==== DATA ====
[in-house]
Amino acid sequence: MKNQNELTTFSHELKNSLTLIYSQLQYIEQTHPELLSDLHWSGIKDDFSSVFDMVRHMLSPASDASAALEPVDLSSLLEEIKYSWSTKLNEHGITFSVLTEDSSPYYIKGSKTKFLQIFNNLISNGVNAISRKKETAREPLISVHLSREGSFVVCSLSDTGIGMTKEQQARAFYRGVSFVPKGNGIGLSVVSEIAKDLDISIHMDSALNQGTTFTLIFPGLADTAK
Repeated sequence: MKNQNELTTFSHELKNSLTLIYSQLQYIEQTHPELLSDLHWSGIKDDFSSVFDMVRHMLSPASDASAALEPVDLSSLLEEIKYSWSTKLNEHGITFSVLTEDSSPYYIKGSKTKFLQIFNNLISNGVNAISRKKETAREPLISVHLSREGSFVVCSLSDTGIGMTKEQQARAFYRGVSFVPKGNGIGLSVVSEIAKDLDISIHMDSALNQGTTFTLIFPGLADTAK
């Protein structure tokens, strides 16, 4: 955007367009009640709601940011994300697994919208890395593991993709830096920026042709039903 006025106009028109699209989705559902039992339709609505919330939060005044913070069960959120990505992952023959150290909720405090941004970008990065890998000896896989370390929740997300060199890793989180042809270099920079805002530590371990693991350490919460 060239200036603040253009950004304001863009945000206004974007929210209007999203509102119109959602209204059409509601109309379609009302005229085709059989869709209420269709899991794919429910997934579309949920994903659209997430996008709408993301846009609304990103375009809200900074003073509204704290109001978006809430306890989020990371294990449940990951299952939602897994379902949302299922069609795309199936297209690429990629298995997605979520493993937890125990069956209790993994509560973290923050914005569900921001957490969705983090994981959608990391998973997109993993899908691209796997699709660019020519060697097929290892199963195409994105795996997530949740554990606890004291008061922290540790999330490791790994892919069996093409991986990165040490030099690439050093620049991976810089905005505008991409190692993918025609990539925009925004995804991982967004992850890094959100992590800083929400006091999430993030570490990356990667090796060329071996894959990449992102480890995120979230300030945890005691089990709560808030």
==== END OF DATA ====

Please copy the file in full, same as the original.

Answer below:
[in-house]
Amino acid sequence: MKNQNELTTFSHELKNSLTLIYSQLQYIEQTHPELLSDLHWSGIKDDFSSVFDMVRHMLSPASDASAALEPVDLSSLLEEIKYSWSTKLNEHGITFSVLTEDSSPYYIKGSKTKFLQIFNNLISNGVNAISRKKETAREPLISVHLSREGSFVVCSLSDTGIGMTKEQQARAFYRGVSFVPKGNGIGLSVVSEIAKDLDISIHMDSALNQGTTFTLIFPGLADTAK
Repeated sequence: MKNQNELTTFSHELKNSLTLIYSQLQYIEQTHPELLSDLHWSGIKDDFSSVFDMVRHMLSPASDASAALEPVDLSSLLEEIKYSWSTKLNEHGITFSVLTEDSSPYYIKGSKTKFLQIFNNLISNGVNAISRKKETAREPLISVHLSREGSFVVCSLSDTGIGMTKEQQARAFYRGVSFVPKGNGIGLSVVSEIAKDLDISIHMDSALNQGTTFTLIFPGLADTAK
């Protein structure tokens, strides 16, 4: 955007367009009640709601940011994300697994919208890395593991993709830096920026042709039903 006025106009028109699209989705559902039992339709609505919330939060005044913070069960959120990505992952023959150290909720405090941004970008990065890998000896896989370390929740997300060199890793989180042809270099920079805002530590371990693991350490919460 060239200036603040253009950004304001863009945000206004974007929210209007999203509102119109959602209204059409509601109309379609009302005229085709059989869709209420269709899991794919429910997934579309949920994903659209997430996008709408993301846009609304990103375009809200900074003073509204704290109001978006809430306890989020990371294990449940990951299952939602897994379902949302299922069609795309199936297209690429990629298995997605979520493993937890125990069956209790993994509560973290923050914005569900921001957490969705983090994981959608990391998973997109993993899908691209796997699709660019020519060697097929290892199963195409994105795996997530949740554990606890004291008061922290540790999330490791790994892919069996093409991986990165040490030099690439050093620049991976810089905005505008991409190692993918025609990539925009925004995804991982967004992850890094959100992590800083929400006091999430993030570490990356990667090796060329071996894959990449992102480890995120979230300030945890005691089990709560808030």